The inventory goes down the elevator every night.
— Fairfax Cone
In the previous posts, we talked about the multi-layered reality that comprises an Engineer. This will be the foundation of many of the upcoming posts, including this one. But the question on most people’s minds at this point is, “Where do I start?”
The first step, in my opinion, is to take inventory of your staff. You need to decide which attributes are important to you in assessing Engineers and then rank each member of your team against those criteria. I have included (below in the Resources section) a sample template that you could use as a starting point.
Each of the segments in each layer is included in this inventory. Notice that I have also included a column titled “x-factor” which refers to what I mentioned in my article on 10x Engineers (here): some developers are multiples more productive than others. You likely won’t have concrete data to support your scores in this column (although you can look at things like check-ins, lines of code written, story points closed, etc. to inform your assessment). As well, if I am new to the team, I put in pictures so that I can get to know my new team quickly (if you can learn 100 people’s names rapidly, you will be accepted faster into their tribe).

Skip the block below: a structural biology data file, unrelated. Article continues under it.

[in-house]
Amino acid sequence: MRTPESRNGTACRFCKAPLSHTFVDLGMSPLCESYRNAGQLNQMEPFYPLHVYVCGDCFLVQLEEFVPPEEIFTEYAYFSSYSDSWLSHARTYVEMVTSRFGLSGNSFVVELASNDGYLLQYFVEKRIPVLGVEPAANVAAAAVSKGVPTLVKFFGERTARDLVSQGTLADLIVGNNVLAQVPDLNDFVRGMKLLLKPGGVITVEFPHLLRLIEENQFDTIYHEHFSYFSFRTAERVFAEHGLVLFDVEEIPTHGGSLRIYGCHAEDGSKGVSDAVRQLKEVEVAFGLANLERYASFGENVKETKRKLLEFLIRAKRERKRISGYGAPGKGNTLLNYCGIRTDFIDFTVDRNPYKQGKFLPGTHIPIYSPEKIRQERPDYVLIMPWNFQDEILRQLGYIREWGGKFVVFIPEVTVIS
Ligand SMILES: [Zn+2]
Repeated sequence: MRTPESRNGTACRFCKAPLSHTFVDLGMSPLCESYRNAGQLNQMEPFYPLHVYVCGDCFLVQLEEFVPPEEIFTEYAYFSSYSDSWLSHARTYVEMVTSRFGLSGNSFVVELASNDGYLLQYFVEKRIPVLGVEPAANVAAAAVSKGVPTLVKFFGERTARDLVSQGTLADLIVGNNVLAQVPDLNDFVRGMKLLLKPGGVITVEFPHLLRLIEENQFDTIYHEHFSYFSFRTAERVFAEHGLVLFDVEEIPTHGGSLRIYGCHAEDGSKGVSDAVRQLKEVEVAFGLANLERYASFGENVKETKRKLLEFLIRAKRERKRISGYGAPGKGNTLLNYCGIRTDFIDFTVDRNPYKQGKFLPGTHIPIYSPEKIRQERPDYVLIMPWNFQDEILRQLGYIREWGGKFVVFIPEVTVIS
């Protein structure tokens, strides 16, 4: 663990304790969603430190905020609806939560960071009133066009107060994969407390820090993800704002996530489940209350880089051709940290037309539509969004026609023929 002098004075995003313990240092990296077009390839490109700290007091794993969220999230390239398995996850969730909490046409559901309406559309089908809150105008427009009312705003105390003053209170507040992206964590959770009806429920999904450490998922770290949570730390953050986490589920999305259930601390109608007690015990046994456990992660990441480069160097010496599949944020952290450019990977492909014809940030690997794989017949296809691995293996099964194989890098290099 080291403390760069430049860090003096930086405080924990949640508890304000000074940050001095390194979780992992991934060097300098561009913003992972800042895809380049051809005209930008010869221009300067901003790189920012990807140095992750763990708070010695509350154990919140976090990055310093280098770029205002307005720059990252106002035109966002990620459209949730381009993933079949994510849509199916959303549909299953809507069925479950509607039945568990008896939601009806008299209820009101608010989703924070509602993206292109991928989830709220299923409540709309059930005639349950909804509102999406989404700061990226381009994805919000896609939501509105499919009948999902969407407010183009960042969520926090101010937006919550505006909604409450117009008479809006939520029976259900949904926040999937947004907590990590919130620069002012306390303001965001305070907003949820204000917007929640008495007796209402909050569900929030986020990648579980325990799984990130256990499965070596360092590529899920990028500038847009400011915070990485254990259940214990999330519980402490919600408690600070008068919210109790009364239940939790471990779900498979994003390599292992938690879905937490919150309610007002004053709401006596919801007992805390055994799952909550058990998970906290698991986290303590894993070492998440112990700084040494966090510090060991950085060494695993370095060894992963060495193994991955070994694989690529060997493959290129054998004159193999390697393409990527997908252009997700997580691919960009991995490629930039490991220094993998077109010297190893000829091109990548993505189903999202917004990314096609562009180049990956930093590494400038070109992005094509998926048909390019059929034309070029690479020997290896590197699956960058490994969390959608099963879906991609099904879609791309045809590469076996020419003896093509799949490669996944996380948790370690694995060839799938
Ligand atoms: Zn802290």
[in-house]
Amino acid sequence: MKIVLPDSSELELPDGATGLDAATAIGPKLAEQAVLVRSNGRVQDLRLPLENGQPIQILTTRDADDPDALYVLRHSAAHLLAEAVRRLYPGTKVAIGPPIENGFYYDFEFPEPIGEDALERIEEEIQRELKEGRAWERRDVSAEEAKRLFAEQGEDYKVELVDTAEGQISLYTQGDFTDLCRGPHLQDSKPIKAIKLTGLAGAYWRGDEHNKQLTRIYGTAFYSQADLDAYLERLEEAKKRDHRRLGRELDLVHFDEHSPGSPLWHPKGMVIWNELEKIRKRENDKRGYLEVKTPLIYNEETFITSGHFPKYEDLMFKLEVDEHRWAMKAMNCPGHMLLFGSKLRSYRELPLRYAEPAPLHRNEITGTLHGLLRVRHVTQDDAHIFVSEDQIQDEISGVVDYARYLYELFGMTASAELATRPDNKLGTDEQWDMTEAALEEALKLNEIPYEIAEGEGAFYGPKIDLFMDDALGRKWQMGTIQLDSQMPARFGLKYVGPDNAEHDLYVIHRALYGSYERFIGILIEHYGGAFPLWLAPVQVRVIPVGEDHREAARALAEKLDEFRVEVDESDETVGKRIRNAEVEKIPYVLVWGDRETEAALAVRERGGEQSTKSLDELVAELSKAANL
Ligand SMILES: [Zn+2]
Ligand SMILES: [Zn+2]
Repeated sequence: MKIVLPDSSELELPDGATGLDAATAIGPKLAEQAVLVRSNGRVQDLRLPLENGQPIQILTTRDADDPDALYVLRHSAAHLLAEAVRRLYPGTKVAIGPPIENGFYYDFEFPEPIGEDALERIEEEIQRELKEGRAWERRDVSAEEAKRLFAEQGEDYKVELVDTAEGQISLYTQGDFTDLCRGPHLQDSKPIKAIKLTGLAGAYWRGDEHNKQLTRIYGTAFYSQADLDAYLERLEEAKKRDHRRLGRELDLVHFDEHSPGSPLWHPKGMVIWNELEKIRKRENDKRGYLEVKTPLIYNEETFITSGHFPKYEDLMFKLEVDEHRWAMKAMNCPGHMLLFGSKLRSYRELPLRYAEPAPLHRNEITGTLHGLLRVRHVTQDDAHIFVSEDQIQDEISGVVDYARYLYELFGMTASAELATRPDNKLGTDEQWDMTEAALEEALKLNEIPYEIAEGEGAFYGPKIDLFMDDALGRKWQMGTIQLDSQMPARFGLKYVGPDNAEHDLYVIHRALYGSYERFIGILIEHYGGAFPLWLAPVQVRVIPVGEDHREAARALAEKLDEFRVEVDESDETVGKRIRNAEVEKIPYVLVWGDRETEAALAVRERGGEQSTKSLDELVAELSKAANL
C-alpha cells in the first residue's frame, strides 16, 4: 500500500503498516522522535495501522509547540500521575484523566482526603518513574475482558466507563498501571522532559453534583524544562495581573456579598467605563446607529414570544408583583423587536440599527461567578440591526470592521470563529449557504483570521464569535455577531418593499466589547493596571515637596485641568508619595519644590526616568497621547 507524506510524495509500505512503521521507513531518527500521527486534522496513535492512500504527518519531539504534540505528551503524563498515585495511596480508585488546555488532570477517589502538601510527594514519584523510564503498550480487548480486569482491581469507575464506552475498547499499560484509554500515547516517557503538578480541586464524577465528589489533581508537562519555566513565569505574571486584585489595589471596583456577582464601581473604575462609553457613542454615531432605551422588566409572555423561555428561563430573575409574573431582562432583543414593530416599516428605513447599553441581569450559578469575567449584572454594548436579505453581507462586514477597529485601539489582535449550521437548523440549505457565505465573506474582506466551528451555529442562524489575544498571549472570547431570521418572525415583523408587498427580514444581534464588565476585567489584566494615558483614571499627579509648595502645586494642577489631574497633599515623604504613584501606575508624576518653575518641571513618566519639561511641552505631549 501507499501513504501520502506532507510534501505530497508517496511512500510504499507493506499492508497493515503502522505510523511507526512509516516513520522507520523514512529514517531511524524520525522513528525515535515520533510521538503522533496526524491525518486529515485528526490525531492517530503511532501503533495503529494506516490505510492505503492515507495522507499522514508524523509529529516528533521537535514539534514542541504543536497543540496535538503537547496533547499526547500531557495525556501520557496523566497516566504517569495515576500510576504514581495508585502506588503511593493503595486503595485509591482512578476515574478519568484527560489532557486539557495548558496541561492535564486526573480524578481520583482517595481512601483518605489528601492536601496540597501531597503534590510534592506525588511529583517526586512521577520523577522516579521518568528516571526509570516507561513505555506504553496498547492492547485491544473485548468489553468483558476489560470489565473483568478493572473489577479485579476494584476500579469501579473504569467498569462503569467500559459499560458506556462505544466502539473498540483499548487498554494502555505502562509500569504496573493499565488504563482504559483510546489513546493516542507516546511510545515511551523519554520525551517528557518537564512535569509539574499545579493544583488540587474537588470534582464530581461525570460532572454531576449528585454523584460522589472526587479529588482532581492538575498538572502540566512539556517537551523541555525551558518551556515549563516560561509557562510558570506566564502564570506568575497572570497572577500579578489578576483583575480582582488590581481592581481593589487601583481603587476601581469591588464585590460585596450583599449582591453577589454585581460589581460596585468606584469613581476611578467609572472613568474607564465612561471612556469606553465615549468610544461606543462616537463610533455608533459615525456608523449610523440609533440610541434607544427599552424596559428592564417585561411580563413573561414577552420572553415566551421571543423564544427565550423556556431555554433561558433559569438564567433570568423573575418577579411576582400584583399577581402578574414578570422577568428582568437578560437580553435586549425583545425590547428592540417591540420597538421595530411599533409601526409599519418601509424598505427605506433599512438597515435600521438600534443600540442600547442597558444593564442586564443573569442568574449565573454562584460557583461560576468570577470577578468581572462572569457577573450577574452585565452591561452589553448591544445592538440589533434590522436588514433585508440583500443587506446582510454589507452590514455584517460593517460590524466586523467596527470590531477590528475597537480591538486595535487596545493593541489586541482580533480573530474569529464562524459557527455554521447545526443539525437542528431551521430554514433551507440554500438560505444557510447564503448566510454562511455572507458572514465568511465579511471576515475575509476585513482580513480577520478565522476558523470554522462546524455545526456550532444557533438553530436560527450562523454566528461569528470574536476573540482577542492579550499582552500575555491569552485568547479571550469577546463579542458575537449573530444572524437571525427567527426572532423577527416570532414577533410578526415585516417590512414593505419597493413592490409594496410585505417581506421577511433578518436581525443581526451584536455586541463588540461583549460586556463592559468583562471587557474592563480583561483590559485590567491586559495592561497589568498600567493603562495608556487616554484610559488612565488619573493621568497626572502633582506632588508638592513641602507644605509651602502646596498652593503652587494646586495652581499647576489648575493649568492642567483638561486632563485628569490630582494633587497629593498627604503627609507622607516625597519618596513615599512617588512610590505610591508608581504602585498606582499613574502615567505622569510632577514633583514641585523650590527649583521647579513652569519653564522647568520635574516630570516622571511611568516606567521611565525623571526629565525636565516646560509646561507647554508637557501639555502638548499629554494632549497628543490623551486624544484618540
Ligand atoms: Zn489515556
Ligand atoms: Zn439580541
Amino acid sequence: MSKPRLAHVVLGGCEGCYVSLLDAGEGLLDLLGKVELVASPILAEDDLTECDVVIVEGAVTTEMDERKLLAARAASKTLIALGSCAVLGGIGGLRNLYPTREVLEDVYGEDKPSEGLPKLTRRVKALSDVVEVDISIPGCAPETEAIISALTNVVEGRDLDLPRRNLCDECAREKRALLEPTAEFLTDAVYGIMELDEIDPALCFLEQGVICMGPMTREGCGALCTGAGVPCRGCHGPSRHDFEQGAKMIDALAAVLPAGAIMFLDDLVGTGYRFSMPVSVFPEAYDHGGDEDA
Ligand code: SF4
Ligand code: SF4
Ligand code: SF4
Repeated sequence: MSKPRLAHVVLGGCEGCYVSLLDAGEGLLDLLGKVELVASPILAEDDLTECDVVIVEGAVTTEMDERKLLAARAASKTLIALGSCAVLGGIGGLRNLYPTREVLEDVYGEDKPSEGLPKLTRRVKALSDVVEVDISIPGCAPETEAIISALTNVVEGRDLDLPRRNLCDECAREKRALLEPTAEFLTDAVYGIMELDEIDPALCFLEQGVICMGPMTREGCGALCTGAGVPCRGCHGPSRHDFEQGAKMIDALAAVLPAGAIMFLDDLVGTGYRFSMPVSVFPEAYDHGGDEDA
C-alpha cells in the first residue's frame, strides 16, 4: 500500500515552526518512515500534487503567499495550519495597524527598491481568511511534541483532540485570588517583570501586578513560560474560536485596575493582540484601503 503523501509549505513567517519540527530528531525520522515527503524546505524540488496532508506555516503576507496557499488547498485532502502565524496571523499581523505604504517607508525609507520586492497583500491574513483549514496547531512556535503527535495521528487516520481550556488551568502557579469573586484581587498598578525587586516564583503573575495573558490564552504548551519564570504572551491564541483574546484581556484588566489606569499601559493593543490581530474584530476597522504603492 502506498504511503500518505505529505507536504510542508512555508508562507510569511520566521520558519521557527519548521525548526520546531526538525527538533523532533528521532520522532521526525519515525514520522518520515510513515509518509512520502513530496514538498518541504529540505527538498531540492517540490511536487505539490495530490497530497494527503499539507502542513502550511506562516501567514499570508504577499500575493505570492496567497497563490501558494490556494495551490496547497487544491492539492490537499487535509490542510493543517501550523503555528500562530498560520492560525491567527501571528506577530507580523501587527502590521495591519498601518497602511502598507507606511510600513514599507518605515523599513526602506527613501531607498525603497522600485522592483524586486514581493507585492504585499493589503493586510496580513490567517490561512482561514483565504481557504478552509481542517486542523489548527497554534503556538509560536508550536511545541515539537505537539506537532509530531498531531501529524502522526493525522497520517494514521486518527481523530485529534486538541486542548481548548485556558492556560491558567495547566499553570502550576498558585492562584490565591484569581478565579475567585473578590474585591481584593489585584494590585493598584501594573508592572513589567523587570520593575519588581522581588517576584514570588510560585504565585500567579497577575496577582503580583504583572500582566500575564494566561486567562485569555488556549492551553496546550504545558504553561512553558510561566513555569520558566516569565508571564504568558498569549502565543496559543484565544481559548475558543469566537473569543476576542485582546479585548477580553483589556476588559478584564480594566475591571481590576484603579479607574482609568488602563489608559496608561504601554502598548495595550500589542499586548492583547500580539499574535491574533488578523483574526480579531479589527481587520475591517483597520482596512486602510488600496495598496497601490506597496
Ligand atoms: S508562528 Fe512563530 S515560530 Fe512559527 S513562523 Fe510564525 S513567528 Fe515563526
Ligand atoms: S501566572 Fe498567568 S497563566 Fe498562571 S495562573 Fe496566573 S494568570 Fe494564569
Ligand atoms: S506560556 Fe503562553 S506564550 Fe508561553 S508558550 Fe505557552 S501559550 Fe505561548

Once you have a clear picture of the team, you can start figuring out your next actions for each person on the team and the team as a whole. When I say “next actions”, there should be at least one near-term action for each person you manage. If they are struggling, it should be something to improve their performance, like a training course or the assignment of a mentor.
If they are really struggling, perhaps the next action is a dreaded Performance Improvement Plan. If they are shining, there should be some form or recognition or reward, such as a title promotion or nomination to a company reward program. Some of these actions you will share with the employee; others will be confidential. The Staff Dashboard template (from the References section) has areas for these actions.
We’ll add additional columns to this template as we move through this blog series (and future ones). For now, modify it as you see fit, or create your own in whatever technology you use regularly (such as Evernote).
This is one of my longer posts, so I’ll stop here, but there is much more to discuss on the topic of nurturing your team in Part 2. Please add your comments below as always.
This post is based on or excerpted from the upcoming book “De-Engineering the Corporation” by Darryl Ricker